Week 1 May 30 - [VISUALIZATION AND WORLDS] Introductions, using description in spaces to create story places. Worlds, narratives, fictions and meta-fictions via the quadrant model (push-pull, story-ludic) (AB & PJ) - Case Study: Yogscast Week 2 June 6 - [NARRATIVE MODE] Structure, Linearity & Non-linearity; Form via Traditional & Nontraditional Storytelling (Storytelling as Media, Structure, and Form) (AB) Week 3 June 13 - [FAN WORKS AND LORE] History of fantasy, (Art bible / lore bible) Lore, Religion, and Mythology; (AB & PJ) - Case study: Star Wars? (STEAM) Week 4 June 20 - [NEW MEDIA] 4 elements of Transmedia, new-media, & cross-media. Pull Media: ARGs, chaotic fiction, timewasters, & street games. (AB) (STEAM) Week 5 June 27 [MIDPOINT PRESENTATIONS] Interactive story models, advanced non-linear, ergodic, cohesive and noncohesive fictive spaces (AB) Week 6 July 4 - NO CLASS: INDEPENDENCE DAY Week 7 July 11 - Ludic structures, level design, Immersion and interactivity, playing the story / narrative as VR (PJ) (AB out) Week 8 July 18 - Historical Perspectives, crafted histories, cultural artifacts (PJ) (AB out) Week 9 July 25 - Social and political spaces, civic planning, technical progression (PJ) (AB out) Week 10 August 1 - Work Day?? (AB & PJ) Week 11 August 8 - Final presentations of worlds - each team is given 45 minutes to showcase their world.

*The above is a generalized schedule of topics. I expect that we will get a little ahead or behind depending on various factors and the depth and complexity of the topics achieved.

Attendance and Grading Policy


Students must be actively enrolled in or officially auditing this class in order to attend it due to UTD policy, fire code, and very real seating restrictions. Students are generally expected to attend ALL classes unless you have a special circumstance in which case, as a courtesy, please contact BOTH OF US in advance by email. Late work will be dropped by one letter grade (10 points) for each week it is late without exception. If there is a personal scheduling conflict, please turn it in early.
SINCE, There is only one major deliverable for this class NOT including any weekly homework or small assignments (which count towards the daily participation grade), the two minor presentations will complement your major deliverable. This class is graded on a standard 10 point grading scale for all deliverables. Grade weights will be determined as follows:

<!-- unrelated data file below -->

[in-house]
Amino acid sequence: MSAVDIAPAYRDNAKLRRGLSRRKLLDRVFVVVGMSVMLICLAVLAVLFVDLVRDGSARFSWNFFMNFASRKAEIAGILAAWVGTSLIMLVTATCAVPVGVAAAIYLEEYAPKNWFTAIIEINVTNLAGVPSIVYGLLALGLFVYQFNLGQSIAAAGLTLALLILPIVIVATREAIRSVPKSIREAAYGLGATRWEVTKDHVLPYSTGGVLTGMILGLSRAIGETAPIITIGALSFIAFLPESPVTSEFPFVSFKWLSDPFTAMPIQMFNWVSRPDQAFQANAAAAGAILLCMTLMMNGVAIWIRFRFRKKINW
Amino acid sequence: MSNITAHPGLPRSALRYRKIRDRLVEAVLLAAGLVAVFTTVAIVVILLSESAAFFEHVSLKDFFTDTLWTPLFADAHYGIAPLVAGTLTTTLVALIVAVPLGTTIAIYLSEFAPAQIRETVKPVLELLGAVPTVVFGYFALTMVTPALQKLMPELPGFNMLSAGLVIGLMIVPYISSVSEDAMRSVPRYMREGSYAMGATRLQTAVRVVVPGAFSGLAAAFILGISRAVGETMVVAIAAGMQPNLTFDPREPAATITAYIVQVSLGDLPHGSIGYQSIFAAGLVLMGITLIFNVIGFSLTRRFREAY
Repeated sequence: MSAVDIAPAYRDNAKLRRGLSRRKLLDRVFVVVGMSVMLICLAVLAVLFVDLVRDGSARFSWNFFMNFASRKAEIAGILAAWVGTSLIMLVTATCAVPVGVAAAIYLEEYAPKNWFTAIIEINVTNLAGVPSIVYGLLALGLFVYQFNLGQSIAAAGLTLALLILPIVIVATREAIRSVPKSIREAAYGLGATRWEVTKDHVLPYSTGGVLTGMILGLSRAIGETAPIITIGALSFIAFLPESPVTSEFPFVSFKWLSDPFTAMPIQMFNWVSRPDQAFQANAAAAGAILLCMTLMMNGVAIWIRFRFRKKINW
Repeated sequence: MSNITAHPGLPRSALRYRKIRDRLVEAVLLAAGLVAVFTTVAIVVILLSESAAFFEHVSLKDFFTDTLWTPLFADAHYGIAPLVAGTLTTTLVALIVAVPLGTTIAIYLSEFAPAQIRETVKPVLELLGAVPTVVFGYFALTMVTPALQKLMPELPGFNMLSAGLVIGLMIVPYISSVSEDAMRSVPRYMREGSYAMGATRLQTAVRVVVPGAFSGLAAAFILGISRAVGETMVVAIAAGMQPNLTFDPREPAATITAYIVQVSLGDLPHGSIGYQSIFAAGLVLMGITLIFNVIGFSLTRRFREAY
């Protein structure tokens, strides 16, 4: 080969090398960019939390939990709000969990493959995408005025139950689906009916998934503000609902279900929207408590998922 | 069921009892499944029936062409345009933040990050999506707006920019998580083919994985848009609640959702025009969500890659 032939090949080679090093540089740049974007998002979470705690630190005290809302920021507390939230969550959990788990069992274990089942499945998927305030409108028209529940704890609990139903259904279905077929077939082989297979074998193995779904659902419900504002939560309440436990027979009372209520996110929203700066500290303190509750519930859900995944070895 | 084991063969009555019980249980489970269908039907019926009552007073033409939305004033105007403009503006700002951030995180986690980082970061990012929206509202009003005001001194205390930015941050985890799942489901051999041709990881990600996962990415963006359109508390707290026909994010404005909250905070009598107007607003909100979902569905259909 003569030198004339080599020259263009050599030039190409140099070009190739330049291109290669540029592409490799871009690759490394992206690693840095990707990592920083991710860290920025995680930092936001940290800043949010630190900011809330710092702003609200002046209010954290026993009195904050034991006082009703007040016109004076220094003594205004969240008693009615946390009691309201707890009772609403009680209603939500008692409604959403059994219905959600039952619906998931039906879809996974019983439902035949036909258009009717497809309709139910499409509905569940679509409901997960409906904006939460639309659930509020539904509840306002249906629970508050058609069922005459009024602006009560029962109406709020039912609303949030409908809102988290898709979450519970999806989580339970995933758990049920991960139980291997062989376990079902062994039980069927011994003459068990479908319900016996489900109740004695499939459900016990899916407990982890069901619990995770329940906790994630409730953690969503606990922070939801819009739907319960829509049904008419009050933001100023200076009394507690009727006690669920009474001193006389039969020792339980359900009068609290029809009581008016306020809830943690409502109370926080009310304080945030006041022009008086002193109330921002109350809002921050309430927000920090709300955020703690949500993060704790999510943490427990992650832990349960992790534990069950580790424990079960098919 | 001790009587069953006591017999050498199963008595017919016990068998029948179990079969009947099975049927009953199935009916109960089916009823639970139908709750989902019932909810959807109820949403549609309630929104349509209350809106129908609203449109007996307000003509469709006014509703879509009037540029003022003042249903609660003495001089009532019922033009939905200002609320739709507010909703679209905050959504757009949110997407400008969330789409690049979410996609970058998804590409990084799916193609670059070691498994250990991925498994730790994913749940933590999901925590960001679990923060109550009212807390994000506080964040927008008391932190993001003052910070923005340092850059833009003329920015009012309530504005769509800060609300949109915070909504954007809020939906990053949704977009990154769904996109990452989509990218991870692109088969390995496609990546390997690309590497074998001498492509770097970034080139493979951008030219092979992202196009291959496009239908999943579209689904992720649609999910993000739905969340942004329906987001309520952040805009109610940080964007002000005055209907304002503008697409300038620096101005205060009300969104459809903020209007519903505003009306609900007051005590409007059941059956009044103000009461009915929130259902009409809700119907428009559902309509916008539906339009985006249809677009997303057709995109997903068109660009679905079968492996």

Daily Class Participation & Attendance ---------------- 20% of total grade D1: MIDPOINT Presentation ------------------------------ 15% of total grade D2: FINAL Presentation ----------------------------------- 15% of total grade D3: THREE PART WORLD BUILDING --------------- 50% of total grade

This class relies heavily on discussion and class participation, and a high level of professionalism and good citizenship is expected. Attention should be given to the speaker(s) at all times and respect shown as expected within the university classroom environment. Appropriate multi-tasking is permitted only so long as it does not interfere with the high expectations described above. This DOES NOT include personal use of the lab computers, social media sites, games, etc unless directly related to instruction at that moment. Any student who attends all classes, completes all coursework on time, and whose deliverables all meet the high standards expected of a UTD graduate student, will receive an A in this course.

UT Dallas Syllabus Policies and Procedures The information found at the following link constitutes the University's policies and procedures segment of course syllabi. Be aware that all information contained at this link is considered to be fully a part of this syllabus herein without exception as if it were printed below. http://provost.utdallas.edu/syllabus-policies/

Course Syllabus